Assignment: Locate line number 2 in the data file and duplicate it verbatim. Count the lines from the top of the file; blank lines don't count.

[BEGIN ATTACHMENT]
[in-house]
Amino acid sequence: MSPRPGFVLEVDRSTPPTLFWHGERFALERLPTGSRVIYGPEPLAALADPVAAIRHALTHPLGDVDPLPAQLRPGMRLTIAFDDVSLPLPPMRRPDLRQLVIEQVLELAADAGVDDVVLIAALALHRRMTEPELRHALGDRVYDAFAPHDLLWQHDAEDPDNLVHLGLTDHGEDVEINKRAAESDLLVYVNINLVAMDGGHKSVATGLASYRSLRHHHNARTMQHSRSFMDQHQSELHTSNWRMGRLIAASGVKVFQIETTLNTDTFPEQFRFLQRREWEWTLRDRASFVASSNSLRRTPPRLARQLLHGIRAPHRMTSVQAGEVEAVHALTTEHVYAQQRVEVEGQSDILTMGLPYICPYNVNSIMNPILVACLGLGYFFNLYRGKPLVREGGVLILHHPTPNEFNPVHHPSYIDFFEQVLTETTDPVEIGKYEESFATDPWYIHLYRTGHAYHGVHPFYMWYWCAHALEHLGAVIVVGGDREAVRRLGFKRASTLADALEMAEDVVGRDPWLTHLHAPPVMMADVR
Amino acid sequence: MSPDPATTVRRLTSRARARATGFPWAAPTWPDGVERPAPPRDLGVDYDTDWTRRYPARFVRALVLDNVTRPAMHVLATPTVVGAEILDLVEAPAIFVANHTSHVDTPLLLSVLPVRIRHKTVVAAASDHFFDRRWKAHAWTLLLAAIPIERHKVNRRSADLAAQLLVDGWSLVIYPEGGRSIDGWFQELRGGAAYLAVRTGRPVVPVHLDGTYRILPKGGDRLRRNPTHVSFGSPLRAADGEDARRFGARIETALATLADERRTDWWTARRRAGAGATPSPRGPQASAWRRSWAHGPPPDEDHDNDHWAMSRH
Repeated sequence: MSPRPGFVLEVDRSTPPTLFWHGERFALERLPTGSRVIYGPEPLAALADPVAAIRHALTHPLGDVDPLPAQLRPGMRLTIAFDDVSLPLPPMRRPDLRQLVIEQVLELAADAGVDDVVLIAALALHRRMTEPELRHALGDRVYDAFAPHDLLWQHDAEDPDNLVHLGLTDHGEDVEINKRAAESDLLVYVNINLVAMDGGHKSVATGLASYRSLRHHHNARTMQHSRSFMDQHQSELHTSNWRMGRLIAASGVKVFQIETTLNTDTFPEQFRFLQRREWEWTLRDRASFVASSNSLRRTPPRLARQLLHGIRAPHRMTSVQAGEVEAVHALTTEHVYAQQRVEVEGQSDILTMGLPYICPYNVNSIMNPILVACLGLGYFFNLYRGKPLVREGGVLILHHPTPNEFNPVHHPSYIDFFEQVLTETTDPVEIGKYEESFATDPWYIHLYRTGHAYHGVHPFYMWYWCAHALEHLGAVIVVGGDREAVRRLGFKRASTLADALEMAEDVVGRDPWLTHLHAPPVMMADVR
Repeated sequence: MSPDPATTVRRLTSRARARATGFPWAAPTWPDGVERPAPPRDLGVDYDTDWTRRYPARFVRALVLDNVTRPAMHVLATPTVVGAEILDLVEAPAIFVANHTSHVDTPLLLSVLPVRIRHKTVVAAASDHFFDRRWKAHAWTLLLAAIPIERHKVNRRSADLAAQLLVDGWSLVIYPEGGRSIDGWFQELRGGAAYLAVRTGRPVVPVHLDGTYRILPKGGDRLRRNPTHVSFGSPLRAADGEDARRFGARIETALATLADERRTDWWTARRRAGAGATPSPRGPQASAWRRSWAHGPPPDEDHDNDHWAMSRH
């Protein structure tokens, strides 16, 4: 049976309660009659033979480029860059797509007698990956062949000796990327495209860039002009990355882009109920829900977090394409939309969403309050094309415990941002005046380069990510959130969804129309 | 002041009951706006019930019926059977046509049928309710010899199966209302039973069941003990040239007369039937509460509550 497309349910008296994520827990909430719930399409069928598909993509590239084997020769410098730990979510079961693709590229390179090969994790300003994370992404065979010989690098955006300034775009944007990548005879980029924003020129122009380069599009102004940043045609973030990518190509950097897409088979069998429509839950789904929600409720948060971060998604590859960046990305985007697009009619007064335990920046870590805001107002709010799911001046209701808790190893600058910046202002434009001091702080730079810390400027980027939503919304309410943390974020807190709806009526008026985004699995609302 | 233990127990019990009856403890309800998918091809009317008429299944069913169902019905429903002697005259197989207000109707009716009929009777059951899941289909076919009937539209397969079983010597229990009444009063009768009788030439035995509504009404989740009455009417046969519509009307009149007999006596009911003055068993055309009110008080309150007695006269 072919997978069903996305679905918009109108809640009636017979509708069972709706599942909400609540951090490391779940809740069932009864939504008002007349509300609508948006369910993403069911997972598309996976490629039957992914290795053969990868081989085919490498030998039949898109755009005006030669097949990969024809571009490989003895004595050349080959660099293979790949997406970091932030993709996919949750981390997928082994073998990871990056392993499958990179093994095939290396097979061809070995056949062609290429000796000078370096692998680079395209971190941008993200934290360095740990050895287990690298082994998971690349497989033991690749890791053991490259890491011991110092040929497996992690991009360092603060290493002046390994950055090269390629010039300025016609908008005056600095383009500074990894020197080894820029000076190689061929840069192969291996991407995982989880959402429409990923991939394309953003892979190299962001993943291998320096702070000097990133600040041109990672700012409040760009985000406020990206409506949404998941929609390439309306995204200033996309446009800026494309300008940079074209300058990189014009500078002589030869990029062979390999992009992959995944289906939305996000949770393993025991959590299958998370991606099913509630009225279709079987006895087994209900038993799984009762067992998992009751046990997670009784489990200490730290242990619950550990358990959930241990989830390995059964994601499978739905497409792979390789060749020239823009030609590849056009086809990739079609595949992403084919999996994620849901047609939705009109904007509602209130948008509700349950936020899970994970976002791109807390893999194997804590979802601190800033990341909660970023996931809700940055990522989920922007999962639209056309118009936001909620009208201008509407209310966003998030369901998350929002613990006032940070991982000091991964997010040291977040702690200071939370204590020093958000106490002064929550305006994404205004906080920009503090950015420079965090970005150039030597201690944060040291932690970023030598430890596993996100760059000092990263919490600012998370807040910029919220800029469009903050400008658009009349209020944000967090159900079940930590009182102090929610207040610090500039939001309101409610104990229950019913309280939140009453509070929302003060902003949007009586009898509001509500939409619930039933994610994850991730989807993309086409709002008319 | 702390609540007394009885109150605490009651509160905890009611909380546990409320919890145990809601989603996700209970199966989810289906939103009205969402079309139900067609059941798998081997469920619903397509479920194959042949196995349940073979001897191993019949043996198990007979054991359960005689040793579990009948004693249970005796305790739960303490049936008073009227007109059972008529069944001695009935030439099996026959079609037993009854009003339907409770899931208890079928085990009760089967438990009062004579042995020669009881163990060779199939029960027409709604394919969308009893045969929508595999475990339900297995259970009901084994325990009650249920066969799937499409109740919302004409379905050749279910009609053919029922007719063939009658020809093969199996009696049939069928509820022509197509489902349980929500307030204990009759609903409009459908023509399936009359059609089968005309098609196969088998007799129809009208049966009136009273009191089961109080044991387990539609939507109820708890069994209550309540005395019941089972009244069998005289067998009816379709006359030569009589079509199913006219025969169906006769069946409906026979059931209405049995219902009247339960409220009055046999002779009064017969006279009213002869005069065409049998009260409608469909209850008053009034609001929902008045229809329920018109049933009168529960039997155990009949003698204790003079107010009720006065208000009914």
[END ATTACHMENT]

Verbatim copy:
Amino acid sequence: MSPRPGFVLEVDRSTPPTLFWHGERFALERLPTGSRVIYGPEPLAALADPVAAIRHALTHPLGDVDPLPAQLRPGMRLTIAFDDVSLPLPPMRRPDLRQLVIEQVLELAADAGVDDVVLIAALALHRRMTEPELRHALGDRVYDAFAPHDLLWQHDAEDPDNLVHLGLTDHGEDVEINKRAAESDLLVYVNINLVAMDGGHKSVATGLASYRSLRHHHNARTMQHSRSFMDQHQSELHTSNWRMGRLIAASGVKVFQIETTLNTDTFPEQFRFLQRREWEWTLRDRASFVASSNSLRRTPPRLARQLLHGIRAPHRMTSVQAGEVEAVHALTTEHVYAQQRVEVEGQSDILTMGLPYICPYNVNSIMNPILVACLGLGYFFNLYRGKPLVREGGVLILHHPTPNEFNPVHHPSYIDFFEQVLTETTDPVEIGKYEESFATDPWYIHLYRTGHAYHGVHPFYMWYWCAHALEHLGAVIVVGGDREAVRRLGFKRASTLADALEMAEDVVGRDPWLTHLHAPPVMMADVR